Simply put “governance” means: the process of decision-making and the process by which decisions are implemented (or not implemented). Governance can be used in several contexts such as corporate governance, international governance, national governance and local governance. And of course, out concern: IT Governance.
Corporate governance has been a high profile topic in recent years principally because of public concern at a lack of control at the top of organisations. There is a perception that, in certain cases, senior managers appear to have been able to act without restraint and that inadequately designed systems have failed to prevent fraudulent, inefficient or inappropriate behaviour.
A well-defined and enforced corporate governance provides a structure that, at least in theory, works for the benefit of everyone concerned by ensuring that the enterprise adheres to accepted ethical standards and best practices as well as to formal laws. To that end, organizations have been formed at the regional, national, and global levels.
In recent years, corporate governance has received increased attention because of high-profile scandals involving abuse of corporate power and, in some cases, alleged criminal activity by corporate officers. An integral part of an effective corporate governance regime includes provisions for civil or criminal prosecution of individuals who conduct unethical or illegal acts in the name of the enterprise.
Information Technology Governance
IT Governance is more than merely good management practices and IT control frameworks.ISO 38500 clarifies this by making it clear that IT governance is about the stewardship of IT resources on behalf of the stakeholders who expect a return from their investment. The directors responsible for this stewardship look to the management to implement the necessary systems and IT controls. Whilst managing risk and ensuring compliance are essential components of good governance, it is more important to be focused on delivering value and measuring performance.
It is easy to recognise the potential benefits that technology can yield, but successful organization need to translate those benefits into specifics that are of value to them, and to understand and manage the risks associated with implementing new technologies. The challenges and concerns this involves will include:
- Translating and communication value-focused vision and objectives
- Aligning IT strategy with the business strategy
- Cascading strategy and goals down into the enterprise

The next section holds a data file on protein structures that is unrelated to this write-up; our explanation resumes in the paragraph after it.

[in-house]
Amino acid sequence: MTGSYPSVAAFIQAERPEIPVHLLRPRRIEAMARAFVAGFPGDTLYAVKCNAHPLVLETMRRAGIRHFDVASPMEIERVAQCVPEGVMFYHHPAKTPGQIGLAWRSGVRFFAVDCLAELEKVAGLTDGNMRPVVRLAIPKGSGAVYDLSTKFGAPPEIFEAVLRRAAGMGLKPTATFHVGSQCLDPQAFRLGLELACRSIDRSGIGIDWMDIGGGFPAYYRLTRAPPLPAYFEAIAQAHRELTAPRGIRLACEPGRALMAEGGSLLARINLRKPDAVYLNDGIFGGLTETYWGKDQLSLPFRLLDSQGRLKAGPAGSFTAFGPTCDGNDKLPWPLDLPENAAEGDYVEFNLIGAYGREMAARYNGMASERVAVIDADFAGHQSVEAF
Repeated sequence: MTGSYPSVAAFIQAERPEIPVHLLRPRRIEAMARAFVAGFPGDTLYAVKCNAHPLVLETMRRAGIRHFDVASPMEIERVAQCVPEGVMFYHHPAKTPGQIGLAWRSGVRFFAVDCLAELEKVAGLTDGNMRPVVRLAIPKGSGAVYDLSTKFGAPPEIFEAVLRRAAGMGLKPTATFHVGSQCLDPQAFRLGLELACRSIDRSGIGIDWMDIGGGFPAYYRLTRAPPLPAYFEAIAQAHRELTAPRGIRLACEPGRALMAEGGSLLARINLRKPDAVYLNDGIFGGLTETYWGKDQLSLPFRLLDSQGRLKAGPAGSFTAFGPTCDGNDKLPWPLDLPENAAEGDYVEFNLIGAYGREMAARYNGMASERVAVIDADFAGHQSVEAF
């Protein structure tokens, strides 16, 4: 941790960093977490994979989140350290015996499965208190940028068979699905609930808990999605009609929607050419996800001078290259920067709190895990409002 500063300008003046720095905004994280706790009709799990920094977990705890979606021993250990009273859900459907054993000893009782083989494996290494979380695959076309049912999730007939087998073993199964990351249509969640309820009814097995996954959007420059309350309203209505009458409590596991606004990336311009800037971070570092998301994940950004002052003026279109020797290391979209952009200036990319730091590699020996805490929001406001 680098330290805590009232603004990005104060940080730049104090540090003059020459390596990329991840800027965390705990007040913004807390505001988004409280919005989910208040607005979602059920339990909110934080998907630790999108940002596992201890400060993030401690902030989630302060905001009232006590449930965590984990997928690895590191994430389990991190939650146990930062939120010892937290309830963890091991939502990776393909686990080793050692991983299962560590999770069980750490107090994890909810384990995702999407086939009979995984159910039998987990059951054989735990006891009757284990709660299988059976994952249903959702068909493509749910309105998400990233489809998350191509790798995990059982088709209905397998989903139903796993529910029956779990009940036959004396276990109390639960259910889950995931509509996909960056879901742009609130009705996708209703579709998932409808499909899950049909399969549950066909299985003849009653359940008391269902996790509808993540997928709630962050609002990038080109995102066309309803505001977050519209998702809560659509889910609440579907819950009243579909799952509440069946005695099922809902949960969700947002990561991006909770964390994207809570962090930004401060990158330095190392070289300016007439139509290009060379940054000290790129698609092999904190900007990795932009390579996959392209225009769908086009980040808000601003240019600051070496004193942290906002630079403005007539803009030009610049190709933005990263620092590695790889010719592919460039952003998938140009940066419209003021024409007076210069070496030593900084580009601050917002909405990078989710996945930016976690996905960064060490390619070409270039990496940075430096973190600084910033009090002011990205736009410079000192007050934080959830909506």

- Providing organizational structures that facilitate the implementation of strategy and goals
- Insisting that an IT control framework be adopted and implemented
- Measuring IT’s performance
Effective and timely measures aimed at addressing these top management concerns need to be promoted by the governance layer of an enterprise. To achieve these ends, boards and executive management need to extend governance they already exercise
over the enterprise, to IT.
over the enterprise, to IT.
IT Governance is not a matter for the IT department alone – is the responsibility of the board of directors and executive management. It is an integral part of enterprise governance and consists of the leadership and organizational structures and processes that ensure that the organization’s IT sustains and extends the organization’s strategies and objectives.
Purpose and Objectives
The purpose of IT governance is to direct IT endeavors, as expressed in the list above, and these translate into the following objective for IT:
- To align IT with the enterprise and realize the promised benefits
- To use IT to enable the enterprise by exploiting opportunities and maximizing benefits
- To apply IT resources responsibly
- To manage IT-related risks appropriately
The overall objectives of IT governance activities are to understand the issues and the strategic importance of IT, to ensure that the enterprise can sustain its operations and to ascertain that it can implement the strategies required to extend its activities into the future. IT governance practices aim at ensuring that expectations for IT are met and IT risks are mitigated.
The point is not to be good at the process of compliance, or governance, or risk management for its own sake – the point is to harness IT more effectively in support of achieving business objectives and managing financial, strategic, and operational risks.